Early recognition for author

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    Southland author Pauline Smith with her book My New Zealand Story: Dawn Raid, nominated in the New Zealand Book Awards for Children and Young Adults.

    IT’S a prestigious start for new Southland author Pauline Smith, with her first book, My New Zealand Story: Dawn Raid, named a finalist in the New Zealand Book Awards for Children and Young Adults.

    She is one of 33 finalists selected from 152 entries submitted for the 2018 awards.

    Her book has been nominated in two categories – Best First Book and Esther Glen Award for Junior Fiction.

    “I feel a bit overwhelmed, but also chuffed people are reading my book and enjoying it,” Smith said.

    “I also feel grateful because the book comes to life when other people read it.”

    Finalists have been selected for each of seven categories in the annual awards with the category winner to be selected by a panel of judges. The winners will be presented with their awards at a ceremony in Wellington in August.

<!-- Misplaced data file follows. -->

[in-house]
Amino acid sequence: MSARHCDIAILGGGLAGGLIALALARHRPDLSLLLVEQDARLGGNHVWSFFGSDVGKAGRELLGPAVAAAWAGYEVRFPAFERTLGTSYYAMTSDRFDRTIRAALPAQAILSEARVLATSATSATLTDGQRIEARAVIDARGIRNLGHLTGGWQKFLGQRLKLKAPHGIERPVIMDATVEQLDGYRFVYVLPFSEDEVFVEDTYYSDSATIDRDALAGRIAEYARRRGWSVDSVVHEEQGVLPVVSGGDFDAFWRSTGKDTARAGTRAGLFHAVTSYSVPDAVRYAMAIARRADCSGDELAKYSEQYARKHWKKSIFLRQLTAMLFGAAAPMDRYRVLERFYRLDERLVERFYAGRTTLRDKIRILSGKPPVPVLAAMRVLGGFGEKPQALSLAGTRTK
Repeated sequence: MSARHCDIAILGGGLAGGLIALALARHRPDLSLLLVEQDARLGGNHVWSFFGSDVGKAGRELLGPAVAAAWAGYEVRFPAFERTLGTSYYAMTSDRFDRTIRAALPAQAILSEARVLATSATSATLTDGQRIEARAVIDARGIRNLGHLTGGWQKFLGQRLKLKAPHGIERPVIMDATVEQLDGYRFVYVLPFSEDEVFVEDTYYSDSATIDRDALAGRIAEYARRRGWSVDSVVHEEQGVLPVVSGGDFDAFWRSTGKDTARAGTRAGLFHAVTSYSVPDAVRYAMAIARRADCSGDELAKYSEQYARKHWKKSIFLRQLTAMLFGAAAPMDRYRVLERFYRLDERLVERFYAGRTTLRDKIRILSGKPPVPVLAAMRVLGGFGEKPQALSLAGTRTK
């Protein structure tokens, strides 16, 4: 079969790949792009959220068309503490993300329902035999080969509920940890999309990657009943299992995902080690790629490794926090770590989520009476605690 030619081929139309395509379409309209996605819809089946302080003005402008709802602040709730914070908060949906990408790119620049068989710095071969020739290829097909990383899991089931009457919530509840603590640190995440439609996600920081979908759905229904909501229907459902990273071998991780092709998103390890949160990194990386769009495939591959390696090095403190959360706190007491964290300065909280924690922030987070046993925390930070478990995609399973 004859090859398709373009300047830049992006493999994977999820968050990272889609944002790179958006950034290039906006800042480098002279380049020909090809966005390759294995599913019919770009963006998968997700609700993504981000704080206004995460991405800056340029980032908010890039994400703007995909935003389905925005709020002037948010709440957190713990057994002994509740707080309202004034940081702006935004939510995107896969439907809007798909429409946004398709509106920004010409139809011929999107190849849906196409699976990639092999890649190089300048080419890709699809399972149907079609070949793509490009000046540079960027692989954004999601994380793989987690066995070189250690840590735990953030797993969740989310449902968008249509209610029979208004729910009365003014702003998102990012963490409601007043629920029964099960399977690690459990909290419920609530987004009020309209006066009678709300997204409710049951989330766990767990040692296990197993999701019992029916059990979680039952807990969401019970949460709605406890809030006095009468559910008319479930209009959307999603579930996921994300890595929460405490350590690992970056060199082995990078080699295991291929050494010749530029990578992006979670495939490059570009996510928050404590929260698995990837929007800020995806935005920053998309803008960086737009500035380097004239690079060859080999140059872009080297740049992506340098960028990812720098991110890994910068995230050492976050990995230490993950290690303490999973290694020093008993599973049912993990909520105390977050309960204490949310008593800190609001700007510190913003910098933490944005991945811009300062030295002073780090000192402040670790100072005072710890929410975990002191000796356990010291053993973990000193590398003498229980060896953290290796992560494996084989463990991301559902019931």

The Wright Family Foundation is sponsoring two categories – the Te Kura Pounamu Award and the Esther Glen Award for Junior Fiction.

    Chief executive Chloe Wright said the awards was a perfect fit with the foundation’s goal of growing the good in New Zealand.

    “Education is at the heart of everything we do, and supporting literacy is one of our key goals,” she said.

    “The New Zealand Book Awards for Children and Young Adults is a wonderful vehicle to support New Zealand authors to create fantastic books that ignite the passion of our young people.”

    Dawn Raidis the first book Smith (nee Vaeluaga) has written. It was launched at a function at the Southland Masonic Centre in March and was reprinted at the beginning of last month.

    It is the 28th book in Scholastic New Zealand’s “My New Zealand Story” series, which tell of significant events in New Zealand’s history as seen through the eyes of fictitious child diarists.

    Smith’s story focuses on the dawn raids of the mid-1970s, when police raids were carried out on Pasifika households throughout the country during former Prime Minister Rob Muldoon’s campaign against overstayers. Through 13-year-old Sofia’s diary, she tells of the terror of being dawn-raided and the work of the Polynesian Panthers to encourage immigrant families in New Zealand to stand up for their rights.

    Smith said she intended to write more books.

    “I can’t wait to write more. I have several ideas I am thinking about.”

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